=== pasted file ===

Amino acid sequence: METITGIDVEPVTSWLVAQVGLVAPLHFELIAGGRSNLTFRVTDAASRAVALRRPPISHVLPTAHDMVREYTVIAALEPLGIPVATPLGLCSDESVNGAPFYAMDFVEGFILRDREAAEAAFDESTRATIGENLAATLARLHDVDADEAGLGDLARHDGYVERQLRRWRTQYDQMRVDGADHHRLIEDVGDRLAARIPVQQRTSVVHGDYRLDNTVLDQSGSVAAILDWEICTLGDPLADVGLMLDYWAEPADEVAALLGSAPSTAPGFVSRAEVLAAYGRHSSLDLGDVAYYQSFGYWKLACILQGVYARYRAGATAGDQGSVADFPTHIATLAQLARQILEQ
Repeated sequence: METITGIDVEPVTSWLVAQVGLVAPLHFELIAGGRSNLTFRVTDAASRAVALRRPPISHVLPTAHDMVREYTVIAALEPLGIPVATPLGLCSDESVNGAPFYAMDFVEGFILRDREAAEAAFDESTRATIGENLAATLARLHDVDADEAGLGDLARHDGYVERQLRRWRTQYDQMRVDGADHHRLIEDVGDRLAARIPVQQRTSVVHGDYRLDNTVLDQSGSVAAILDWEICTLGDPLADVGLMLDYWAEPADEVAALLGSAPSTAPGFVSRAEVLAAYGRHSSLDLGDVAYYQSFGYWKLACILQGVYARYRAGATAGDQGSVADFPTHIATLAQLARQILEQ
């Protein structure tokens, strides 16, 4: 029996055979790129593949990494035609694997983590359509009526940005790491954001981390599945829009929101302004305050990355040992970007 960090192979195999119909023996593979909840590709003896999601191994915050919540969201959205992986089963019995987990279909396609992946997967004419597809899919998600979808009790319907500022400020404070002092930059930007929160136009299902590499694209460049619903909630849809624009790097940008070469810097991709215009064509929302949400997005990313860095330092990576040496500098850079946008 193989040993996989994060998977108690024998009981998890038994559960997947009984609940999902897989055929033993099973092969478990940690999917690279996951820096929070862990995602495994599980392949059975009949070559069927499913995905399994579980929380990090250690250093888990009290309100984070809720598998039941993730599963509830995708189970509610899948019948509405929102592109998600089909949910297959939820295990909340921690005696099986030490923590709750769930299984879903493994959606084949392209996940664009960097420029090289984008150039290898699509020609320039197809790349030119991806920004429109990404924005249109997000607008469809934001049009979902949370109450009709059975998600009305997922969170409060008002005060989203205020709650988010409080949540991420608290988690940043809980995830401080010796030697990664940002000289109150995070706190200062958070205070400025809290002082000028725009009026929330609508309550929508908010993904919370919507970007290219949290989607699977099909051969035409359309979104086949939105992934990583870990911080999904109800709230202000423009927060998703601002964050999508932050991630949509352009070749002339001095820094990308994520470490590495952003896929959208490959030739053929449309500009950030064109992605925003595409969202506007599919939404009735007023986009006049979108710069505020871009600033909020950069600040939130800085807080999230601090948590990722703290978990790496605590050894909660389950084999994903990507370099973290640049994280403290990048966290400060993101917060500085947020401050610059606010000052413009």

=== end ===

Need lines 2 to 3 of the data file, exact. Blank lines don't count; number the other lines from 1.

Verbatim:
Repeated sequence: METITGIDVEPVTSWLVAQVGLVAPLHFELIAGGRSNLTFRVTDAASRAVALRRPPISHVLPTAHDMVREYTVIAALEPLGIPVATPLGLCSDESVNGAPFYAMDFVEGFILRDREAAEAAFDESTRATIGENLAATLARLHDVDADEAGLGDLARHDGYVERQLRRWRTQYDQMRVDGADHHRLIEDVGDRLAARIPVQQRTSVVHGDYRLDNTVLDQSGSVAAILDWEICTLGDPLADVGLMLDYWAEPADEVAALLGSAPSTAPGFVSRAEVLAAYGRHSSLDLGDVAYYQSFGYWKLACILQGVYARYRAGATAGDQGSVADFPTHIATLAQLARQILEQ
């Protein structure tokens, strides 16, 4: 029996055979790129593949990494035609694997983590359509009526940005790491954001981390599945829009929101302004305050990355040992970007 960090192979195999119909023996593979909840590709003896999601191994915050919540969201959205992986089963019995987990279909396609992946997967004419597809899919998600979808009790319907500022400020404070002092930059930007929160136009299902590499694209460049619903909630849809624009790097940008070469810097991709215009064509929302949400997005990313860095330092990576040496500098850079946008 193989040993996989994060998977108690024998009981998890038994559960997947009984609940999902897989055929033993099973092969478990940690999917690279996951820096929070862990995602495994599980392949059975009949070559069927499913995905399994579980929380990090250690250093888990009290309100984070809720598998039941993730599963509830995708189970509610899948019948509405929102592109998600089909949910297959939820295990909340921690005696099986030490923590709750769930299984879903493994959606084949392209996940664009960097420029090289984008150039290898699509020609320039197809790349030119991806920004429109990404924005249109997000607008469809934001049009979902949370109450009709059975998600009305997922969170409060008002005060989203205020709650988010409080949540991420608290988690940043809980995830401080010796030697990664940002000289109150995070706190200062958070205070400025809290002082000028725009009026929330609508309550929508908010993904919370919507970007290219949290989607699977099909051969035409359309979104086949939105992934990583870990911080999904109800709230202000423009927060998703601002964050999508932050991630949509352009070749002339001095820094990308994520470490590495952003896929959208490959030739053929449309500009950030064109992605925003595409969202506007599919939404009735007023986009006049979108710069505020871009600033909020950069600040939130800085807080999230601090948590990722703290978990790496605590050894909660389950084999994903990507370099973290640049994280403290990048966290400060993101917060500085947020401050610059606010000052413009």